In recent years, a variety of opportunities to develop new revenue streams from DTV broadcasts have been run up the tower and hung out to die. Some of these opportunities include:
HDTV. HD is turning into a premium niche market for cable and DBS, not to mention a profitable product niche for consumer electronics manufacturers.
Multichannel STDV broadcasting. It's beginning to gain momentum in Europe, but U.S. broadcasters have largely ignored it, conceding the opportunity to multichannel cable and DBS, and the media conglomerates that supply more than 85 percent of all popular TV programming.
Datacasting. Anything that involves broadcasting data has been ignored, misunderstood and/or mishandled.
One can forgive broadcasters for taking a wait-and-see attitude about creating interactive content or delivering data services to PCs. The whole idea of broadcasting bits to devices that have more in common with a PC than a TV flies in the face of a generation of broadcasters who expect their programs to be consumed synchronously by passive couch potatoes. It is nearly impossible to cobble together a rational business model for data broadcasting, especially when it is nearly impossible to receive DTV broadcasts reliably in many areas.
At least that's been the excuse. Back in June, Broadcast Engineering stirred the waters a bit with a data broadcast. Ok, it was a highly targeted multicast, but who's quibbling? Like our readers, we are in the broadcast business. Every month tens of thousands of industry professionals receive one of our broadcasts in their mailbox. Similar to TV broadcasts, we have no control over the audience that chooses to subscribe to the print version of the magazine. They can surf the table of contents and browse a few stories; advertisers are not guaranteed that their ads will be seen or read.
The data broadcast that took place in June was somewhat different. In this case, Beyond The Headlines, an e-mail newsletter, was broadcast as IP data to the e-mail addresses of the newsletter's subscribers. This is possible because of the Internet, and the emerging reality that a very high percentage of the people who receive our printed broadcasts via the mail also have computers, e-mail addresses and the ability to surf the Web. It works because the data delivery infrastructure is reliable and we are leveraging broadly adopted standards that turn the bits into a consumable digital media product.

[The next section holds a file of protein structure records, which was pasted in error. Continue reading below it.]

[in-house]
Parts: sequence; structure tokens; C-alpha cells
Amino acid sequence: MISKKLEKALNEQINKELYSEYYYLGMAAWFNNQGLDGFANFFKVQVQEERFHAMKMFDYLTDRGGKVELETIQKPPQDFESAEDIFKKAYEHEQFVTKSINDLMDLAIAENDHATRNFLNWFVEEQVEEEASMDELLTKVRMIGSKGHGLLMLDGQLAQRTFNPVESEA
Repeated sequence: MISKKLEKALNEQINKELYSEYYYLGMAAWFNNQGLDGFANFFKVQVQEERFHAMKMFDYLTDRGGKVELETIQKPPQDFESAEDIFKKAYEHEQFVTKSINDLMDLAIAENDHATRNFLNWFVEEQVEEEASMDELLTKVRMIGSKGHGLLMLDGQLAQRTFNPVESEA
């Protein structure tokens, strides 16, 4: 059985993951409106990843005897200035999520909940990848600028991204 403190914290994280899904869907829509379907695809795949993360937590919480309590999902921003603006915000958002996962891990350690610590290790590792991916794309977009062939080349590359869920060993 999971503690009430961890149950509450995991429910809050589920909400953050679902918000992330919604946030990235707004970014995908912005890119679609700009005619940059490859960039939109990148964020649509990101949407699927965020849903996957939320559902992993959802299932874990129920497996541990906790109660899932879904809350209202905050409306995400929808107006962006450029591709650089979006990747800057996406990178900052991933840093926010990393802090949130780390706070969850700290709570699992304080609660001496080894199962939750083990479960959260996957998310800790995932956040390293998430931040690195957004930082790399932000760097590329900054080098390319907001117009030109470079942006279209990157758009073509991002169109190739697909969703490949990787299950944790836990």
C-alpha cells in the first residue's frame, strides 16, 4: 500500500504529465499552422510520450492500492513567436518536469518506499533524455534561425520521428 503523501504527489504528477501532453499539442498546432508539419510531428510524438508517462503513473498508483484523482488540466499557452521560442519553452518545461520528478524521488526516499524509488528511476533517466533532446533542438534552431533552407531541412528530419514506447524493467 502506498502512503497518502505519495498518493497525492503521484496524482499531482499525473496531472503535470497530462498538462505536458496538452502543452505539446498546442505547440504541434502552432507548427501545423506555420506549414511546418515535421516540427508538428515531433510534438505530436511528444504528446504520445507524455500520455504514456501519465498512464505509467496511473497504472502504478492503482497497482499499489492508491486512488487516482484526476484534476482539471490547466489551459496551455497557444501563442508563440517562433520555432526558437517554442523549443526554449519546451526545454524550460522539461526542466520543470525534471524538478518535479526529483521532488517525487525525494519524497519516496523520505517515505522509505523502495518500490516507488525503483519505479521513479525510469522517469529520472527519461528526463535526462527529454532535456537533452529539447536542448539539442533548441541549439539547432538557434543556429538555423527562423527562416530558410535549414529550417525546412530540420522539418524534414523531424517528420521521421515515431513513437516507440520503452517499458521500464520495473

There is a point to this attempt to create a relevant analogy. The June 30 issue of the e-newsletter, Beyond the Headlines, included the story: “Thomson to FCC: Make broadcasters transmit full DTV power and endorse plug-and-play.”
The story explained that Thomson Consumer Electronics has called upon the FCC to expedite its approval of plug-and-play connectivity standards for cable-ready digital TV sets. A Thomson spokesman also placed blame for poor over-the-air DTV reception with broadcasters, who he said have a “lack of commitment” to full power broadcasting.
“We anticipate that the majority of consumers who will be shopping for HDTV sets will be expecting cable-ready products that work seamlessly with existing cable networks,” Thomson's David Arland wrote to W. Kenneth Ferree, the chief of the FCC's media bureau, adding that, to meet this expectation, the commission needed to adopt the pending HDTV plug-and-play agreement.
On Sept. 10, the FCC adopted the plug-and-play cable rules that Thomson was lobbying for. As for the power level issue, one might conclude that it really doesn't matter; broadcasters continue to expect cable and DBS to deliver their content to the masses.
The aspect of this story that is relevant to this column, however, is the response to the newsletter story about Thomson that was printed in the August issue of Broadcast Engineering: “The DTV Reception Debate.” The response from Pete Putman called into question the validity of Thomson's claim that low power levels are a major impediment to successful reception of DTV broadcasts, suggesting that problems with reception often stem from the way PSIP is sent out, rather than from RF. He advised Thomson to take a stance on the PSIP broadcasters are sending out. As he said, “Many broadcasters don't do this, and PSIP is what makes DTV more user-friendly.”
The PSIP problem
Earlier I noted that broadcasters could be forgiven for their apparent lack of interest in the data opportunity. However, broadcasters cannot ignore the reality that PSIP is the only form of data broadcasting universally supported by ATSC receivers (even if it is a very small universe). PSIP is a fundamental requirement to make DTV broadcasting work. Unfortunately, many broadcasters, not to mention receiver manufacturers, have made little effort to get it right.